Frank Mitchell, Direct Response Copywriter

How Third-Party Logistics Can Boost Profits

How Third-Party Logistics Can Boost Ecommerce Profits

How Third-Party Logistics Can Boost Ecommerce Profits

By outsourcing your fulfillment, warehousing, and shipping processes to a third-party logistics (3PL) provider, you can grow your e-commerce business without investing heaps of cash.

What Is Third-Party Logistics (3PL)?

When third-party logistics first became a business term, it meant transportation services which an intermodal marketing company (IMC) offered.

The meaning of 3PL grew to include all kinds of logistics services. Nowadays it means any services where someone handles your freight without owning it.

What a 3PL Does

As you grow your business, scaling your supply chain gets expensive and time consuming.

- Buying or leasing warehouses

- Buying or leasing delivery vehicles

- Recruiting and training staff

 But instead, you can outsource supply-chain tasks to 3PL companies.

When you partner with a 3PL, you use their infrastructure to handle all or part of your logistics needs. 

The most common 3PL services include -

- Shipping

- Warehousing

- Order fulfillment

Some 3PLs offer all three services, but not all. A 3PL might offer only one of these services, but many will offer at least two.

3PL Shipping

Full Truckload (FTL).

When you ship product without sharing cargo space with other shippers, it's called Full Truckload, or just Truckload. If you're shipping 10 or more pallets, FTL is likely your best option.

Less Than Truckload (LTL).

When your shipment is too large to send through a parcel carrier, you might ship LTL. With LTL, you share cargo space with freight from other shippers.

Final Mile or Last Mile.

Sometimes you may need to ship FTL and have the load broken down into individual orders at a cross-dock (more about cross-docking later). The packages then go onto smaller delivery trucks.

3PL Warehousing

Traditional Warehousing

A 3PL that provides warehousing can give you flexibility in managing inventory. You can easily scale your inventory according to product demand.

During peak demand times, you can get more space with a phone call or an email. During slower times, you can rent less space.


Keeping a large product inventory carries a lot of costs:

- Opportunity costs. You have money tied up in inventory. That's money that's not available when a profitable opportunity arises.

- Deterioration. This isn't only for products with an expiration date. Even durable goods show signs of deterioration when kept in storage.

- Obsolescence. What's trendy now may not be so in the future.

Rather than keeping your product in storage, a cross-dock receives incoming freight, breaks it down, and then loads onto outbound trucks for distribution.

Provided your supplier can handle a surge in demand, cross-docking can greatly reduce the cost of inventory.

3PL Fulfilment

Almost all 3PL warehouses offer some level of fulfillment service.

If you are a Business to Business (B2B) merchant and mostly ship Full Truckload to your customers, you may only need a warehouse that will load outbound trucks and fill out a Bill of Lading (BOL).

But if you often ship parcel and LTL, you'll need a warehouse that picks, packs and ships your product. This kind of warehouse is also called a Fulfillment Center.

Value-Added Services

Other than storage, a 3PL Fulfillment Center might offer -

Product packaging.

If your supplier doesn't package your product, some 3PLs offer custom packaging.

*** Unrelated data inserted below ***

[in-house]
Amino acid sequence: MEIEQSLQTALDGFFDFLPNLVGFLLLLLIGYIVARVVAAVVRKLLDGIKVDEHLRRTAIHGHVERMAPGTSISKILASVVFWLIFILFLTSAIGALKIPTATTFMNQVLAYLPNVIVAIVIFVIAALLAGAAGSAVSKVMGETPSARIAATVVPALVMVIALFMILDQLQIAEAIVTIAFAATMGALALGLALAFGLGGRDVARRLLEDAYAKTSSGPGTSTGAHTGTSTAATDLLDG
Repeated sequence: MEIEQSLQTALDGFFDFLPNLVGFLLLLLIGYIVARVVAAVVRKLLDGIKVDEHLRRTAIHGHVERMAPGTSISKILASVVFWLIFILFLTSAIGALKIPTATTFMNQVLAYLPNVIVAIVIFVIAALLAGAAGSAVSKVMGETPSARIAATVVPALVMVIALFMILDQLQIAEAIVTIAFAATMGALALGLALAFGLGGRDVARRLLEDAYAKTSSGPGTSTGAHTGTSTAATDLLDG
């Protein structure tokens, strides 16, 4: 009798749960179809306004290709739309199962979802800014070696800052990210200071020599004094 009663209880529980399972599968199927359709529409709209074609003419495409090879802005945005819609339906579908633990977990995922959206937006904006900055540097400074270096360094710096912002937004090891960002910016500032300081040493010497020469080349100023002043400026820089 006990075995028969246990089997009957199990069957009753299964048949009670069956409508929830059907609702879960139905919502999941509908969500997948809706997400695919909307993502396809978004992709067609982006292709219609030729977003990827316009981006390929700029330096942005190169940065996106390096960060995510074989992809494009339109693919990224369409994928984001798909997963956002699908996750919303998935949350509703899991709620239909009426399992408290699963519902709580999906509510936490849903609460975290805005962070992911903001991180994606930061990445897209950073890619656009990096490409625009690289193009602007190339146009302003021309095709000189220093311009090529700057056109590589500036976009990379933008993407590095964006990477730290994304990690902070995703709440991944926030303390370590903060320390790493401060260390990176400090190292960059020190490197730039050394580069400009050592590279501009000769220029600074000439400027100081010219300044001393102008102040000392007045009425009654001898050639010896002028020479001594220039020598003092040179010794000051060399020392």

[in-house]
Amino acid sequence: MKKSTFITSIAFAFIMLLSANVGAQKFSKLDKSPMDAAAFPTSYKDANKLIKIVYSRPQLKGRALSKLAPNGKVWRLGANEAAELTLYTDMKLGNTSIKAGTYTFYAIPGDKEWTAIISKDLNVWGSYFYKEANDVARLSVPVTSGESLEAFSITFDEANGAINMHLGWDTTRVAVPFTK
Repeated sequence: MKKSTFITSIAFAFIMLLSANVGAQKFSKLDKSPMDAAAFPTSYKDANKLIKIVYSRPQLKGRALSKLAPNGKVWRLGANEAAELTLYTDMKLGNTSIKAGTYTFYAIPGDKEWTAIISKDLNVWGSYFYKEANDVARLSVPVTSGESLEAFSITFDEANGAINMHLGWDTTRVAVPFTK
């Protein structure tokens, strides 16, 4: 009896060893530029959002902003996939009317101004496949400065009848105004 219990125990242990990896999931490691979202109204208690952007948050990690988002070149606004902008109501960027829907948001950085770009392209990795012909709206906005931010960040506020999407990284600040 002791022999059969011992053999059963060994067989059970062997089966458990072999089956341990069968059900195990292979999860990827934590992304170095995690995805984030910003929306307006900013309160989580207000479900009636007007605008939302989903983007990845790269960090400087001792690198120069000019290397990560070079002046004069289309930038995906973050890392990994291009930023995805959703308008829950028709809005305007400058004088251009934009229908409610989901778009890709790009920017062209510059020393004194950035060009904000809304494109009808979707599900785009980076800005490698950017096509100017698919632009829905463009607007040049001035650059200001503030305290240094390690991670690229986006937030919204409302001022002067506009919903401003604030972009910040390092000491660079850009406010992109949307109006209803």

If you want to offer bundles and value packs, a kitting service lets you fill those orders based on real-time demand.

For example, if you sell hair care products, your customers might buy shampoo, conditioner, hair gel, a comb, and a brush separately. But you can offer them more value by offering a kit that bundles these.

When a customer orders the kit, the warehouse staff assembles it before sending it out for delivery.

Point of Sale and End Cap displays.

If you ship to brick-and-mortar retail stores, some fulfillment centers can build a display in the warehouse.

No need to set up in the store. Just unbox it in its place in the store and it’s ready to go.

How a 3PL Can Increase Profits

It's a wonderful thing when you find your passion and make it into a business. So, of course, you want to grow that passion, and 3PL partnerships can provide profitable business solutions.

You won’t need to invest a lot of capital. This leaves you with more money to focus on the parts of your business you’re passionate about and make them more profitable.

Hiring and training new employees eats up time and money. The average US employer spends about $4000 and 24 days to recruit one new employee.

You're probably already spending about 40% of your time with non-billable tasks. Why take up precious time hiring new staff?

And then there’s money you’d spend posting on job boards or participating in career events.

Background checks can cost as much as $80 per candidate.

Don’t forget the onboarding and training costs. It takes about 20-26 weeks to train a new hire, costing you about 1.5%-2% of revenues during that time.

Most 3PLs can serve as a single point of contact, freeing you to spend time making profits.

3PLs can get volume discounts on shipping that you probably couldn't on your own.

Many 3PLs have decades of experience in the industry, so they know how to run things efficiently. This lets you offer first-rate customer service so you can promote customer loyalty and earn repeat business.

Final Thoughts

A 3PL can be an efficient way to scale your business as you grow.

A 3PL’s existing infrastructure, trained personnel, and business experience can give you a competitive edge.

A 3PL can help you quickly meet the demands of business growth. For the long haul, a 3PL could help you reduce expenses and increase profits.